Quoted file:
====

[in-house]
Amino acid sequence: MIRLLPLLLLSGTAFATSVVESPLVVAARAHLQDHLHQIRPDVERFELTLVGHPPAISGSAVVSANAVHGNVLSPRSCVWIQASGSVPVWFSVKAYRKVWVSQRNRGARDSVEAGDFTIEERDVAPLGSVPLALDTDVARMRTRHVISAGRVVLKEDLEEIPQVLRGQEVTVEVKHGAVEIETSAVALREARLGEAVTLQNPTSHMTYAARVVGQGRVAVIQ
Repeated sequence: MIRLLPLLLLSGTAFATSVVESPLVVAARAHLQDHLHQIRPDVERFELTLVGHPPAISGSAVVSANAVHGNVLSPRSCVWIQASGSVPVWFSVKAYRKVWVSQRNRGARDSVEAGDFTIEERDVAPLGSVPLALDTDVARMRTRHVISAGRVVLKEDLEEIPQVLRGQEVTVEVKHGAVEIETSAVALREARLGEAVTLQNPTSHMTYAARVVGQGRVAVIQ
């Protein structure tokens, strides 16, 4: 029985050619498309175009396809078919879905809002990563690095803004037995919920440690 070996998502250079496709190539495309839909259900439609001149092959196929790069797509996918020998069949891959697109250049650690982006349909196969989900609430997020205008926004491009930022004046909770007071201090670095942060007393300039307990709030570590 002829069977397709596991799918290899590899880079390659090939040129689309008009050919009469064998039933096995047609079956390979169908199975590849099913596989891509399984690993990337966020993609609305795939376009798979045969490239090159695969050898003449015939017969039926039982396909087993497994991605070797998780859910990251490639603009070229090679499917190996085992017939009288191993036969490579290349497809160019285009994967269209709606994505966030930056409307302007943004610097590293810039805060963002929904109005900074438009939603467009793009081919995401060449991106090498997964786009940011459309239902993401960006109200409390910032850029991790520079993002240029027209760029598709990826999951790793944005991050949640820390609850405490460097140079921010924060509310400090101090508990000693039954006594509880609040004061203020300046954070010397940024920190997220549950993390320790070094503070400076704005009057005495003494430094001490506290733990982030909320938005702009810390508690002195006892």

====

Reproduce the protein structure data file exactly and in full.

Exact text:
[in-house]
Amino acid sequence: MIRLLPLLLLSGTAFATSVVESPLVVAARAHLQDHLHQIRPDVERFELTLVGHPPAISGSAVVSANAVHGNVLSPRSCVWIQASGSVPVWFSVKAYRKVWVSQRNRGARDSVEAGDFTIEERDVAPLGSVPLALDTDVARMRTRHVISAGRVVLKEDLEEIPQVLRGQEVTVEVKHGAVEIETSAVALREARLGEAVTLQNPTSHMTYAARVVGQGRVAVIQ
Repeated sequence: MIRLLPLLLLSGTAFATSVVESPLVVAARAHLQDHLHQIRPDVERFELTLVGHPPAISGSAVVSANAVHGNVLSPRSCVWIQASGSVPVWFSVKAYRKVWVSQRNRGARDSVEAGDFTIEERDVAPLGSVPLALDTDVARMRTRHVISAGRVVLKEDLEEIPQVLRGQEVTVEVKHGAVEIETSAVALREARLGEAVTLQNPTSHMTYAARVVGQGRVAVIQ
């Protein structure tokens, strides 16, 4: 029985050619498309175009396809078919879905809002990563690095803004037995919920440690 070996998502250079496709190539495309839909259900439609001149092959196929790069797509996918020998069949891959697109250049650690982006349909196969989900609430997020205008926004491009930022004046909770007071201090670095942060007393300039307990709030570590 002829069977397709596991799918290899590899880079390659090939040129689309008009050919009469064998039933096995047609079956390979169908199975590849099913596989891509399984690993990337966020993609609305795939376009798979045969490239090159695969050898003449015939017969039926039982396909087993497994991605070797998780859910990251490639603009070229090679499917190996085992017939009288191993036969490579290349497809160019285009994967269209709606994505966030930056409307302007943004610097590293810039805060963002929904109005900074438009939603467009793009081919995401060449991106090498997964786009940011459309239902993401960006109200409390910032850029991790520079993002240029027209760029598709990826999951790793944005991050949640820390609850405490460097140079921010924060509310400090101090508990000693039954006594509880609040004061203020300046954070010397940024920190997220549950993390320790070094503070400076704005009057005495003494430094001490506290733990982030909320938005702009810390508690002195006892």